ArchiveJune 12, 2010

Keeping it Local in Lismore

All Slow Food events have an educational element as well as a hedonistic one. So when we gathered in Lismore recently we started our evening at Michael McGrath butchers shop on Main Street. We were all anxious to learn from this man whose skills have come down through four generations of the family – his father, grandfather and great grandfather were butchers. Michael and his wife Mary are one of only a handful of Irish butchers who still finish animals on their own farm, have their own abattoir and consequently are in charge of the process from beginning to end. The skill of butchery is not merely cutting up meat; it starts by being able to judge good pasture and then being able to judge a fine animal in the field. Good meat is not just about the breed and the feed, although both are crucially important. The slaughtering process must be stress free and humane and then there’s the skill of hanging, butchering and the ability to use every scrap – waste can so easily be the difference between profit and loss. Michael kills only Aberdeen Angus and Hereford Cross heifers from about 15 months to 24 months. He, like me, likes a nice bit of fat for juiciness and flavour and favours grass-fed animals with rich yellow fat rather than the white fat of predominantly grain fed cattle. Although the demand for cheaper cuts and offal is growing again, particularly among chefs, he doesn’t expect that there will be a queue for several weeks for pickled tongue like there was in the past. Michael, a traditional butcher, was taught the trade by his father and grandfather and has resisted the trend to toss his meat in sweet and sour sauce, he just sells excellent meat and people are prepared to travel for it. The Slow Food Feast was held at O’Brien Chop is Lismore. An old fashioned pub cum grocery shop now minimally converted into a charming bar and restaurant with a beguiling secret garden behind. Slow Food is all about supporting local. While we were sipping our Rhubarb Bellinis, two local producers also joined us and told us about their product. The Dungarvan Brewing Company is a family affair, they are passionate about real ale and beer, Cormac O’Dwyer is the head brewer who makes Helvick Gold, a blond ale, Copper Coast, a red ale and Black Rock, an Irish stout. It’s a relatively new venture and up to recently the beers could just be bought locally but they have big plans and now supply some pubs in Cork and Dublin. Julian Keane from nearby Cappoquin dropped in some of her Crinaghtaun Apple Juice freshly made from apples grown in their family orchards Local cheese makers, Agnes and Wolfgang Schliebitz originally from Germany told us how they make their ewes milk Knockalara Cheeses. Some cheese is coated with black pepper or garden herbs. Ewe’s milk is even easier to digest than goat’s milk and all vitamins and minerals are almost double those in cow’s milk and it’s lower in cholesterol. They also preserve Ewe’s milk cheese in extra virgin olive oil and they have a mature rind washed cheese, aged for ten months called Mature Knockalara.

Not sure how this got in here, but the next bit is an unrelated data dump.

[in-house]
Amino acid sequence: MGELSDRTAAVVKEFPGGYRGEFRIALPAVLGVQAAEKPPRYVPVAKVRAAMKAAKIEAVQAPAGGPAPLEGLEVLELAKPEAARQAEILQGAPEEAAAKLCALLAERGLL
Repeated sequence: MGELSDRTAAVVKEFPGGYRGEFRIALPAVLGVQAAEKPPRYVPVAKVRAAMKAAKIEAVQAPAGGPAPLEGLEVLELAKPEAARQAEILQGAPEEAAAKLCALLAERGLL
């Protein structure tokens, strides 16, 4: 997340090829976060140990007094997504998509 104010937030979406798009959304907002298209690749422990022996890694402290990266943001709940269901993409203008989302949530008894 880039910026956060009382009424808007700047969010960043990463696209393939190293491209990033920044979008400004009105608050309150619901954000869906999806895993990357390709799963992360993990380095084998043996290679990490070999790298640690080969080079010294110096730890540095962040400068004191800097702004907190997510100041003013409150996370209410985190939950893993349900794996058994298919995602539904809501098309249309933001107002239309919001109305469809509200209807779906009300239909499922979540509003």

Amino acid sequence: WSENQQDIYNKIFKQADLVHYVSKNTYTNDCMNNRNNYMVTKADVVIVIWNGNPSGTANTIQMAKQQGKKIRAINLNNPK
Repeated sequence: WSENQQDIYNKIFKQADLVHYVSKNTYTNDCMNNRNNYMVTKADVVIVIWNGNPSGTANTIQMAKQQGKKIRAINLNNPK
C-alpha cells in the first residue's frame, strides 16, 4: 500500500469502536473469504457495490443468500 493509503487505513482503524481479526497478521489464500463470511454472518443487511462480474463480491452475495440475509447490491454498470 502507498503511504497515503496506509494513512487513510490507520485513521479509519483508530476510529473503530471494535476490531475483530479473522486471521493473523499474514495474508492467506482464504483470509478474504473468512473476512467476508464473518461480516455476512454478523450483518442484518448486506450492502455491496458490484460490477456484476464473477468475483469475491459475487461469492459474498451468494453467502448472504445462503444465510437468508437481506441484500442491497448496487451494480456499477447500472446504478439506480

Justin Green and his head chef Eddie Baguio had planned a delicious menu for the Slow Food feast. We started with a rhubarb bellini and nibbled some delicious freshly spiced nuts. We then had a salad of Knockalara Ewe’s Milk Cheese with asparagus Toasted Hazelnuts and Fresh Mint Leaves

Justin managed to get just one wild salmon from the Blackwater River close by and he managed to do a ‘loaves and fishes job’ so each and every one of us got a taste of the new seasons salmon with some buttery hollandaise.